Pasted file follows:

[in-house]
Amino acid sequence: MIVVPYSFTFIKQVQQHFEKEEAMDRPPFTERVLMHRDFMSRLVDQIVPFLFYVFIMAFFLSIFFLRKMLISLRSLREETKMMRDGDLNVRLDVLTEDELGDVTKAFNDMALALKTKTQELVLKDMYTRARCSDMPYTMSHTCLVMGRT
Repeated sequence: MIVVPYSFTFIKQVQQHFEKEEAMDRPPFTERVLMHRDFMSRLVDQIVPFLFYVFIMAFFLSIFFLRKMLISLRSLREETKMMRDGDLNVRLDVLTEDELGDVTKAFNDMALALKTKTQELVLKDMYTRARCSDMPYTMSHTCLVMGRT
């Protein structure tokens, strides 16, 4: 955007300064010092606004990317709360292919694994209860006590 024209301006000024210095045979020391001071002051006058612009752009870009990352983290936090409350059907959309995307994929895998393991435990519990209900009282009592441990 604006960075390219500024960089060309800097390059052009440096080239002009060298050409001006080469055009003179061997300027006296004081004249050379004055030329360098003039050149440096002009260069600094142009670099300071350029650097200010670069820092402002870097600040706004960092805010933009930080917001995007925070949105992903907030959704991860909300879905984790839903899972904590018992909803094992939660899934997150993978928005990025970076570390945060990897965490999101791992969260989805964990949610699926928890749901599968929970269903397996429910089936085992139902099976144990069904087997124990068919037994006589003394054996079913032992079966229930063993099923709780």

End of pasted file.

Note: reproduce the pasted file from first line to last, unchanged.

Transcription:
[in-house]
Amino acid sequence: MIVVPYSFTFIKQVQQHFEKEEAMDRPPFTERVLMHRDFMSRLVDQIVPFLFYVFIMAFFLSIFFLRKMLISLRSLREETKMMRDGDLNVRLDVLTEDELGDVTKAFNDMALALKTKTQELVLKDMYTRARCSDMPYTMSHTCLVMGRT
Repeated sequence: MIVVPYSFTFIKQVQQHFEKEEAMDRPPFTERVLMHRDFMSRLVDQIVPFLFYVFIMAFFLSIFFLRKMLISLRSLREETKMMRDGDLNVRLDVLTEDELGDVTKAFNDMALALKTKTQELVLKDMYTRARCSDMPYTMSHTCLVMGRT
């Protein structure tokens, strides 16, 4: 955007300064010092606004990317709360292919694994209860006590 024209301006000024210095045979020391001071002051006058612009752009870009990352983290936090409350059907959309995307994929895998393991435990519990209900009282009592441990 604006960075390219500024960089060309800097390059052009440096080239002009060298050409001006080469055009003179061997300027006296004081004249050379004055030329360098003039050149440096002009260069600094142009670099300071350029650097200010670069820092402002870097600040706004960092805010933009930080917001995007925070949105992903907030959704991860909300879905984790839903899972904590018992909803094992939660899934997150993978928005990025970076570390945060990897965490999101791992969260989805964990949610699926928890749901599968929970269903397996429910089936085992139902099976144990069904087997124990068919037994006589003394054996079913032992079966229930063993099923709780």